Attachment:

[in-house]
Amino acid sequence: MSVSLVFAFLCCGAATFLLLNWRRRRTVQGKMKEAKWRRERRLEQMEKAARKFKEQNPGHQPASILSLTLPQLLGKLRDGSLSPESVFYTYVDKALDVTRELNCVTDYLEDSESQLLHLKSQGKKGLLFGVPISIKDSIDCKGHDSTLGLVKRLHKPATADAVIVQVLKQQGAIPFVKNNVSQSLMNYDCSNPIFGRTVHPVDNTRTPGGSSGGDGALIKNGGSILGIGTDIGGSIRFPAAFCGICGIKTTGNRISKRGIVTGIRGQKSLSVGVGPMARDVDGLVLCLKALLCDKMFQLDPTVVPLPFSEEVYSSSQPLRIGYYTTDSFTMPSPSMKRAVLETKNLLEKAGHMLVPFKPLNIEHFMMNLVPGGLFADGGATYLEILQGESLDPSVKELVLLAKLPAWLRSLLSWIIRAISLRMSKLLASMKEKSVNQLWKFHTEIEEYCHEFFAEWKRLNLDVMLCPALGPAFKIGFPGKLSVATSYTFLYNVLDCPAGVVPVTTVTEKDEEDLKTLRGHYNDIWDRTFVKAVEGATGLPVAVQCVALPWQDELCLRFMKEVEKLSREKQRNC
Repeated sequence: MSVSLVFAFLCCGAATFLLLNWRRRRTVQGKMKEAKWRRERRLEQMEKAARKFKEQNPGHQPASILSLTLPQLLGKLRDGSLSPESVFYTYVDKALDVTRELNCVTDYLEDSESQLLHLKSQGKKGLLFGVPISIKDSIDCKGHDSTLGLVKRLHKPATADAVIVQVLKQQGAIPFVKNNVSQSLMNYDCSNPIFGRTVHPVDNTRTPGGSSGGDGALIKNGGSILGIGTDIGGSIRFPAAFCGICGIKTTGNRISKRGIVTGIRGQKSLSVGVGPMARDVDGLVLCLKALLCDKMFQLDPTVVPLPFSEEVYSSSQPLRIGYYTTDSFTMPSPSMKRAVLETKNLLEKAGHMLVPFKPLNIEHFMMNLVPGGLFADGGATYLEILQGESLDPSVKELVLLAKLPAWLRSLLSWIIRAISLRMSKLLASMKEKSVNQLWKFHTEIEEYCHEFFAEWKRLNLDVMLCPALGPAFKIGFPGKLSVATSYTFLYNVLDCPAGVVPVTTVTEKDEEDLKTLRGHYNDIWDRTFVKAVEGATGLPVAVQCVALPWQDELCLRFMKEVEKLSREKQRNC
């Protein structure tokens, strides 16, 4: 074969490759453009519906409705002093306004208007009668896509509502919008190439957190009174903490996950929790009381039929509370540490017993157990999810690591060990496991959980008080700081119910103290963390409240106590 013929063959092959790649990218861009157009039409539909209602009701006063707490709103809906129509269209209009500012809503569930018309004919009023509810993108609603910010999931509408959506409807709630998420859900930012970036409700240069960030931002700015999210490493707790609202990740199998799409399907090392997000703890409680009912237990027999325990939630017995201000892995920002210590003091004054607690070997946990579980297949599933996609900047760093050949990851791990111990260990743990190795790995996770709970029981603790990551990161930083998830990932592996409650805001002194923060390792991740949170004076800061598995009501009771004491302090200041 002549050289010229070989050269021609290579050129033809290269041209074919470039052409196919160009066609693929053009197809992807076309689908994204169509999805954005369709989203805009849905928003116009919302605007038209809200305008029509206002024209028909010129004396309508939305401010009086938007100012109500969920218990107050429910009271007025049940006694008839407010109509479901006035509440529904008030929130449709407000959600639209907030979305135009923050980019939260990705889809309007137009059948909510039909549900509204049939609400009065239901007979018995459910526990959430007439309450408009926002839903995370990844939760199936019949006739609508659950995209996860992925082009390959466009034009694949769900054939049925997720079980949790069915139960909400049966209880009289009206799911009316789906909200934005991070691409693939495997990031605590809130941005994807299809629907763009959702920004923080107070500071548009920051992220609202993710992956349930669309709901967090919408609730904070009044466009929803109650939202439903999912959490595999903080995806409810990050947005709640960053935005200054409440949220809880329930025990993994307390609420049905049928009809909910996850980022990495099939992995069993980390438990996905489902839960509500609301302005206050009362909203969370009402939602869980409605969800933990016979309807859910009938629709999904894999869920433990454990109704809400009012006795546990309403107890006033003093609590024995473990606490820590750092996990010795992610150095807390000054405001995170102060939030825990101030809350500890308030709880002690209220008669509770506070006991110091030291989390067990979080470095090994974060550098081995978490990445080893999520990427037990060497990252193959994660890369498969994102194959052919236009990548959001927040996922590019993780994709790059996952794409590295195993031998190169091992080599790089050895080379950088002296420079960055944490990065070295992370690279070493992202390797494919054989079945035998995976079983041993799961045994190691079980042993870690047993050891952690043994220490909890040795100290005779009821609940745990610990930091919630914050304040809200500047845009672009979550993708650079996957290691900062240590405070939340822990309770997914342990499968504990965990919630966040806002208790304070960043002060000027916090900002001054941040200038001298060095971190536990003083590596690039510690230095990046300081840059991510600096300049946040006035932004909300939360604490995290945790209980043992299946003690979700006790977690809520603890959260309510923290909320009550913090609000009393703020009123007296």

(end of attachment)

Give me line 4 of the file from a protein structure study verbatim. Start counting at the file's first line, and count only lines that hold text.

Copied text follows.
């Protein structure tokens, strides 16, 4: 074969490759453009519906409705002093306004208007009668896509509502919008190439957190009174903490996950929790009381039929509370540490017993157990999810690591060990496991959980008080700081119910103290963390409240106590 013929063959092959790649990218861009157009039409539909209602009701006063707490709103809906129509269209209009500012809503569930018309004919009023509810993108609603910010999931509408959506409807709630998420859900930012970036409700240069960030931002700015999210490493707790609202990740199998799409399907090392997000703890409680009912237990027999325990939630017995201000892995920002210590003091004054607690070997946990579980297949599933996609900047760093050949990851791990111990260990743990190795790995996770709970029981603790990551990161930083998830990932592996409650805001002194923060390792991740949170004076800061598995009501009771004491302090200041 002549050289010229070989050269021609290579050129033809290269041209074919470039052409196919160009066609693929053009197809992807076309689908994204169509999805954005369709989203805009849905928003116009919302605007038209809200305008029509206002024209028909010129004396309508939305401010009086938007100012109500969920218990107050429910009271007025049940006694008839407010109509479901006035509440529904008030929130449709407000959600639209907030979305135009923050980019939260990705889809309007137009059948909510039909549900509204049939609400009065239901007979018995459910526990959430007439309450408009926002839903995370990844939760199936019949006739609508659950995209996860992925082009390959466009034009694949769900054939049925997720079980949790069915139960909400049966209880009289009206799911009316789906909200934005991070691409693939495997990031605590809130941005994807299809629907763009959702920004923080107070500071548009920051992220609202993710992956349930669309709901967090919408609730904070009044466009929803109650939202439903999912959490595999903080995806409810990050947005709640960053935005200054409440949220809880329930025990993994307390609420049905049928009809909910996850980022990495099939992995069993980390438990996905489902839960509500609301302005206050009362909203969370009402939602869980409605969800933990016979309807859910009938629709999904894999869920433990454990109704809400009012006795546990309403107890006033003093609590024995473990606490820590750092996990010795992610150095807390000054405001995170102060939030825990101030809350500890308030709880002690209220008669509770506070006991110091030291989390067990979080470095090994974060550098081995978490990445080893999520990427037990060497990252193959994660890369498969994102194959052919236009990548959001927040996922590019993780994709790059996952794409590295195993031998190169091992080599790089050895080379950088002296420079960055944490990065070295992370690279070493992202390797494919054989079945035998995976079983041993799961045994190691079980042993870690047993050891952690043994220490909890040795100290005779009821609940745990610990930091919630914050304040809200500047845009672009979550993708650079996957290691900062240590405070939340822990309770997914342990499968504990965990919630966040806002208790304070960043002060000027916090900002001054941040200038001298060095971190536990003083590596690039510690230095990046300081840059991510600096300049946040006035932004909300939360604490995290945790209980043992299946003690979700006790977690809520603890959260309510923290909320009550913090609000009393703020009123007296």